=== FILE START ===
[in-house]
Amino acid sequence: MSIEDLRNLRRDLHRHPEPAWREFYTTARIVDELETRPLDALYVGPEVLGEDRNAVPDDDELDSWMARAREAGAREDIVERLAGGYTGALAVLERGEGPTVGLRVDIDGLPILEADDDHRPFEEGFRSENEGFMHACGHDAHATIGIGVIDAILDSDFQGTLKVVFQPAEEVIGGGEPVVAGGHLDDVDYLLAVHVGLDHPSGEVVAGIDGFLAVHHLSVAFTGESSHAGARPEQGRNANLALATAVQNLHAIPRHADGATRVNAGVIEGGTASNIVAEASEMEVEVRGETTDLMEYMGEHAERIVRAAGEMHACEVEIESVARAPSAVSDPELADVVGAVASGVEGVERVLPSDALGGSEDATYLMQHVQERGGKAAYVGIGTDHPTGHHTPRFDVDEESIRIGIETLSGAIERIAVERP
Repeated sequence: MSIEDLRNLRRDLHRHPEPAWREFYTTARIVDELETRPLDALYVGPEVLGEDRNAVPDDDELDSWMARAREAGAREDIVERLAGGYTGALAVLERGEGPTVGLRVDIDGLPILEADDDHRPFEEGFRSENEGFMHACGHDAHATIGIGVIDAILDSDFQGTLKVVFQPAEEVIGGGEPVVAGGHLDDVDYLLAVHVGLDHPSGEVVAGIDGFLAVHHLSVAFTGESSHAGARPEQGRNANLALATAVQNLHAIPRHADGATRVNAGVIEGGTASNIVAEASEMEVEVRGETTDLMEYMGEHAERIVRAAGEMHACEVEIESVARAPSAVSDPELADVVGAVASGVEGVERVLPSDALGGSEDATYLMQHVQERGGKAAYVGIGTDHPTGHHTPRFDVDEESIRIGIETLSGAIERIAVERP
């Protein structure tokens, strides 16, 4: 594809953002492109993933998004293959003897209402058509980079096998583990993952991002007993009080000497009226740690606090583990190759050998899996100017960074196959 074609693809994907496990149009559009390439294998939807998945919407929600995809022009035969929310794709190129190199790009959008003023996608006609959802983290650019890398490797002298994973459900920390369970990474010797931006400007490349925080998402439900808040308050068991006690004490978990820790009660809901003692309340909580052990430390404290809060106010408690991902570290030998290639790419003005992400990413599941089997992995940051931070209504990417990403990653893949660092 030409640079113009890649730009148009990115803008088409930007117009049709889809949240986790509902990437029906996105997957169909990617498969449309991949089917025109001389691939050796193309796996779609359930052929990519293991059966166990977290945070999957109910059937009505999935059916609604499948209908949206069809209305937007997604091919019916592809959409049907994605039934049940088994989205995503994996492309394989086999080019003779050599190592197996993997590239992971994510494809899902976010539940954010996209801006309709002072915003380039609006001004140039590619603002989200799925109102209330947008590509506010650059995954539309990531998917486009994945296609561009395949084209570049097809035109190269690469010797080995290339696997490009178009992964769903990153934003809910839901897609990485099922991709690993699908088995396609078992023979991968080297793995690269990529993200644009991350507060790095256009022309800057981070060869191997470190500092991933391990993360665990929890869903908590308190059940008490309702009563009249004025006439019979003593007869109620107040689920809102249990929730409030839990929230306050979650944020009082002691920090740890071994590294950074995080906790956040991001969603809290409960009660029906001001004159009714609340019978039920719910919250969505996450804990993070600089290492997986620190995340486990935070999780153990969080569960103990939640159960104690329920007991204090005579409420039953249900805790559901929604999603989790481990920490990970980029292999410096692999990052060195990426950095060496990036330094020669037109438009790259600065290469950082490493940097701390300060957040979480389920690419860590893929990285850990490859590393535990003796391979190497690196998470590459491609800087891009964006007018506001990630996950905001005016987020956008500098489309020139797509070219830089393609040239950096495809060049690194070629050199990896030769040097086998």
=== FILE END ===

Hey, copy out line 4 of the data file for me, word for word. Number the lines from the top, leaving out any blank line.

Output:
């Protein structure tokens, strides 16, 4: 594809953002492109993933998004293959003897209402058509980079096998583990993952991002007993009080000497009226740690606090583990190759050998899996100017960074196959 074609693809994907496990149009559009390439294998939807998945919407929600995809022009035969929310794709190129190199790009959008003023996608006609959802983290650019890398490797002298994973459900920390369970990474010797931006400007490349925080998402439900808040308050068991006690004490978990820790009660809901003692309340909580052990430390404290809060106010408690991902570290030998290639790419003005992400990413599941089997992995940051931070209504990417990403990653893949660092 030409640079113009890649730009148009990115803008088409930007117009049709889809949240986790509902990437029906996105997957169909990617498969449309991949089917025109001389691939050796193309796996779609359930052929990519293991059966166990977290945070999957109910059937009505999935059916609604499948209908949206069809209305937007997604091919019916592809959409049907994605039934049940088994989205995503994996492309394989086999080019003779050599190592197996993997590239992971994510494809899902976010539940954010996209801006309709002072915003380039609006001004140039590619603002989200799925109102209330947008590509506010650059995954539309990531998917486009994945296609561009395949084209570049097809035109190269690469010797080995290339696997490009178009992964769903990153934003809910839901897609990485099922991709690993699908088995396609078992023979991968080297793995690269990529993200644009991350507060790095256009022309800057981070060869191997470190500092991933391990993360665990929890869903908590308190059940008490309702009563009249004025006439019979003593007869109620107040689920809102249990929730409030839990929230306050979650944020009082002691920090740890071994590294950074995080906790956040991001969603809290409960009660029906001001004159009714609340019978039920719910919250969505996450804990993070600089290492997986620190995340486990935070999780153990969080569960103990939640159960104690329920007991204090005579409420039953249900805790559901929604999603989790481990920490990970980029292999410096692999990052060195990426950095060496990036330094020669037109438009790259600065290469950082490493940097701390300060957040979480389920690419860590893929990285850990490859590393535990003796391979190497690196998470590459491609800087891009964006007018506001990630996950905001005016987020956008500098489309020139797509070219830089393609040239950096495809060049690194070629050199990896030769040097086998």